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Could A Real 'Sharknado' Happen In Chicago? We Asked Scientists. Seriously

 Given that Chicago isn't hit hard by tornadoes or sharks, local scientists agree that a
Given that Chicago isn't hit hard by tornadoes or sharks, local scientists agree that a "sharknado" is unlikely to occur here.
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Facebook/Sharknado; Getty Images

THE FOREBODING BEACHES OF LAKE MICHIGAN — Scientists agree: A real "sharknado" is unlikely to happen in Chicago. 

The internet went nuts last week when the Syfy channel announced a fourth installment to its cult cable movie franchise about disastrous tornadoes swirling with killer sharks. People raised their eyebrows when reports came that "Clueless" star-turned-conservative political commentator Stacey Dash was cast as the mayor of Chicago.

A Syfy spokeswoman confirmed that disaster scenes will be set here, and Dash will preside over the fictional wreckage. Playing off her controversial views on race in real life, Dash will also appear in a morning talk show scene with Howard Stern sidekick Benjy Bronk during the made-for-TV film, which premieres July 31.

That got us thinking: could a "sharknado," or tornado with sharks, actually occur in Chicago?

What if sharks found their way here after navigating the Great Lakes and/or Mississippi River watershed?

What if a mega tornado picked up sharks from the Pacific Ocean and flew them through the Great Plains?  

What if the polar ice caps melt and Chicago lies on the new East Coast in a post-apocalyptic world?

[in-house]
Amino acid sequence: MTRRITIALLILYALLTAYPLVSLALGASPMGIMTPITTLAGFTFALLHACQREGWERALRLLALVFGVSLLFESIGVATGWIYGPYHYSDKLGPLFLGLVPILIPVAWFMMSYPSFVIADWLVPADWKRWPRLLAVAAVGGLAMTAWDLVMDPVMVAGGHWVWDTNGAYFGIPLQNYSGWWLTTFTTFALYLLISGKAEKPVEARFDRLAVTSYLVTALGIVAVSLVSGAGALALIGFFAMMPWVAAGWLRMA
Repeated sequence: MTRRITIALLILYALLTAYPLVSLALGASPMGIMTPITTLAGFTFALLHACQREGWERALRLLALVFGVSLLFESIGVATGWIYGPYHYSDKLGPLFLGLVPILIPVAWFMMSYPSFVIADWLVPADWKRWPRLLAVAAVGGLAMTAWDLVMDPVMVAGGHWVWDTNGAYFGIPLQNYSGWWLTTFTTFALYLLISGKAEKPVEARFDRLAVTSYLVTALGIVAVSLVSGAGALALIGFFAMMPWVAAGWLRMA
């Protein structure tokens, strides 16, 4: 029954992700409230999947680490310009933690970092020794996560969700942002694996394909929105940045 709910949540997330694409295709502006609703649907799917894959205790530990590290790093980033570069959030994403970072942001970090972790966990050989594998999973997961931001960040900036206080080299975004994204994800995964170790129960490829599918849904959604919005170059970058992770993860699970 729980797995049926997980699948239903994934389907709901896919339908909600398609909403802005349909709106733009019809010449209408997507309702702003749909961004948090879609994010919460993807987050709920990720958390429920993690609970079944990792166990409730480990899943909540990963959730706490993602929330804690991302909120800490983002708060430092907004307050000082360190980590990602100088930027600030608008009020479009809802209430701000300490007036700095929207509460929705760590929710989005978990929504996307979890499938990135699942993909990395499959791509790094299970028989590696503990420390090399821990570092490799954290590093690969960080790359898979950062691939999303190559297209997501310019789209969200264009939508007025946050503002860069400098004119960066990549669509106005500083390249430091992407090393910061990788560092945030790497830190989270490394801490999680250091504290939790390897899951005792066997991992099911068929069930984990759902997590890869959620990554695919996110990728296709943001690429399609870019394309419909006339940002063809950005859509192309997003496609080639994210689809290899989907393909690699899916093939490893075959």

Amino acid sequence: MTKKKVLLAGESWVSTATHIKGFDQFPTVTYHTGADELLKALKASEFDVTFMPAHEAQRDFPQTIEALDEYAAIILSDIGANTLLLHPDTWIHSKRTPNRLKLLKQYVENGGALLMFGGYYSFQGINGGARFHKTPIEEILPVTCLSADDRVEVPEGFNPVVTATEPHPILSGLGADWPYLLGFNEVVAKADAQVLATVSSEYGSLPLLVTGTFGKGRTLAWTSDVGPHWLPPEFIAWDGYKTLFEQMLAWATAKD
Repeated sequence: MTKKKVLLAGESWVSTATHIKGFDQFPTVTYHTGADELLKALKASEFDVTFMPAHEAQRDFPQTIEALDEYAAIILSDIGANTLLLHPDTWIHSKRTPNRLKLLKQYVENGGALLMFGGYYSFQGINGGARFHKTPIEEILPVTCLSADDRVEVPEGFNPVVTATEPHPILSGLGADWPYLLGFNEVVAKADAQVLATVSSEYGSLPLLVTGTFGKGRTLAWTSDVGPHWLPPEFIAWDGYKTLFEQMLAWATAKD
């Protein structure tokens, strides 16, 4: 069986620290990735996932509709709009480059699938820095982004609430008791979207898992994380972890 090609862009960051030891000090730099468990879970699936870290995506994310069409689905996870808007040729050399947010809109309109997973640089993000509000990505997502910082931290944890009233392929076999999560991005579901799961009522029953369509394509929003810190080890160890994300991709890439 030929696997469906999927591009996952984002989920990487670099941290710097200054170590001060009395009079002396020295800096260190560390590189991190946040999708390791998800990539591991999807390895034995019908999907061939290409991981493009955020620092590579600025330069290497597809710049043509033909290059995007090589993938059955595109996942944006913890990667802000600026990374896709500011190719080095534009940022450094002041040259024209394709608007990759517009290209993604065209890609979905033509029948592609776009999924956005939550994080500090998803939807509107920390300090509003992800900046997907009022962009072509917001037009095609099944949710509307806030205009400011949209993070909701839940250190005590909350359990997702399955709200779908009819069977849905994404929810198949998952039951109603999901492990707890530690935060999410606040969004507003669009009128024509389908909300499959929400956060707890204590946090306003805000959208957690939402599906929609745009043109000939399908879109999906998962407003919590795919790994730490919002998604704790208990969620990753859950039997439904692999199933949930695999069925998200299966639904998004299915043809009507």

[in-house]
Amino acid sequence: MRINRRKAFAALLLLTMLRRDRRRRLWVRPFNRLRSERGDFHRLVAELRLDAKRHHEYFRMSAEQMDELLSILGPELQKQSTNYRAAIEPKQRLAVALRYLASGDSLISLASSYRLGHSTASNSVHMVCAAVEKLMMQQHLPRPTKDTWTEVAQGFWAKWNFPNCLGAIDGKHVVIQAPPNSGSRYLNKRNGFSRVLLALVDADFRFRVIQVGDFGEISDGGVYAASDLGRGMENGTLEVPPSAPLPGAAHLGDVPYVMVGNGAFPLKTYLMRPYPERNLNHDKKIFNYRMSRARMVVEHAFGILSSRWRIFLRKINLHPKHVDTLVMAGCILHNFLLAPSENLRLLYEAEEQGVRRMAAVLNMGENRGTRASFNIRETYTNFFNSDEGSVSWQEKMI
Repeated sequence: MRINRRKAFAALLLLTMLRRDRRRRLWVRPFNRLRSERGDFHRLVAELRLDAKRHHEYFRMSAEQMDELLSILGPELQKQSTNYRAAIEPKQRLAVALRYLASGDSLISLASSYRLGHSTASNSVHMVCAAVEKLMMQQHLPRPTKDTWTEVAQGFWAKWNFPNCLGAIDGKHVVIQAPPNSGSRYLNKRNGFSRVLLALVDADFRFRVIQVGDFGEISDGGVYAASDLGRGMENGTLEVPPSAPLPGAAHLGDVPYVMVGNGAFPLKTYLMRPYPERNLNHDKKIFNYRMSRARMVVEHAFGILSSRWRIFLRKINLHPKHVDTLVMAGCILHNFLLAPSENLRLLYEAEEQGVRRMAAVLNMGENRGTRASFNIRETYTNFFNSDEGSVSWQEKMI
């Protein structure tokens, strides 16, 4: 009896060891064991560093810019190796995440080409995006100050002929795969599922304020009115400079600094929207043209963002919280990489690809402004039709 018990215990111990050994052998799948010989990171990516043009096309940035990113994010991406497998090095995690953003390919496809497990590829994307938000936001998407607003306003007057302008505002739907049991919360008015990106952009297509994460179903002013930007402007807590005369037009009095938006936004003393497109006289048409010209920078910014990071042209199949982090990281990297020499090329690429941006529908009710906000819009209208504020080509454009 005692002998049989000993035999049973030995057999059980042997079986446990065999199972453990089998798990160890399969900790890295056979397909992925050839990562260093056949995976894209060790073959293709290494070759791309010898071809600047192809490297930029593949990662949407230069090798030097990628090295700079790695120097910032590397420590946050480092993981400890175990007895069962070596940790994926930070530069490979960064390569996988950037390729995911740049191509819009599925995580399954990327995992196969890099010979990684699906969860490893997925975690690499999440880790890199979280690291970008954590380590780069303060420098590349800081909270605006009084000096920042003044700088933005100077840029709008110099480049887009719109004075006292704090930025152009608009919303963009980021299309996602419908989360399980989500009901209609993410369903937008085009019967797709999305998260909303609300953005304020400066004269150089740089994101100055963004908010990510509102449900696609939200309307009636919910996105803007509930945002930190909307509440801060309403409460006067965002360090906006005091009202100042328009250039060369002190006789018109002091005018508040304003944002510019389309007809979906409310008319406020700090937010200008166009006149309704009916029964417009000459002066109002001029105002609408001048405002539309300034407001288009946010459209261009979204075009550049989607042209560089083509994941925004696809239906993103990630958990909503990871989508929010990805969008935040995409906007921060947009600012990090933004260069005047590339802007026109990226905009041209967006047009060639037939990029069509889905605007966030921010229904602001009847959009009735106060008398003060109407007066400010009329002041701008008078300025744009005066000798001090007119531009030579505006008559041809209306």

We asked the experts.

"As much as I think the 'Sharknado' movies are entertaining, there's really not a whole lot of scientific fact to them," said George Parsons, who's been a senior curator in the fish department at Shedd Aquarium for 28 years. "Which I truly love."

First: Sharks are saltwater creatures, and intelligent ones that "don't really like to be in situations they don't want to be" such as in fresh water, Parsons said.

Second: They have very sensitive "electroreceptors" that can detect lightning and other signs of bad storms that could lift them out of the ocean. Like other fish, sharks also have "lateral line" sensors that detect nearby movement and vibrations in the water. 

Aside from breeding season, sharks also prefer to hunt alone, meaning there aren't too many clusters of them for a tornado to find.

Parsons said the closest a shark ever came to Chicago was downstate Alton near St. Louis, where a very lost bull shark was once found in the Mississippi River. The series of manmade locks and dams in the river and barriers since installed in Lake Michigan to keep Asian carp away likely ensure a shark wouldn't swim all the way to Chicago today, he said. 

Other urban legends of sharks hitting the beach were later revealed as pranks. 

It would take about 15 hours for a tornado to move from the closest point of the West Coast to Chicago, or too much time for a shark to survive without water, Parsons said. That's assuming swirling tornado debris doesn't kill the sharks first. 

Tornadoes, the other element of a sharknado, are also rare here. The last "substantial" tornado in Chicago swept through the South Side from suburban Oak Lawn in 1967, said Ed Fenelon, meteorologist-in-charge of the National Weather Service's Chicago office in suburban Romeoville. 

Storms generally move west to east, so tornadoes that originate over Lake Michigan are even more rare. The last one that did came in 2006 near Rogers Park but never moved ashore, Fenelon said. 

Chicago, unlike heartland states such as Oklahoma and Kansas, doesn't sit in the "perfect colliding ground" for air masses that form tornadoes, Fenelon said. Lake Michigan also offers a bit of a "stabilizing effect" that mitigates serious storms that evolve into tornadoes more often Downstate, he said. 

Believe it or not, sharks are actually "timid" creatures that cause less harm than humans, Parsons said. People are more likely to get struck by lightning than bit by a shark, he said, and it's important society doesn't vilify the big fish.

"They're portrayed as these killers that surf tornadoes; they would just be so confused," Parsons said. "They wouldn't know which end is up."

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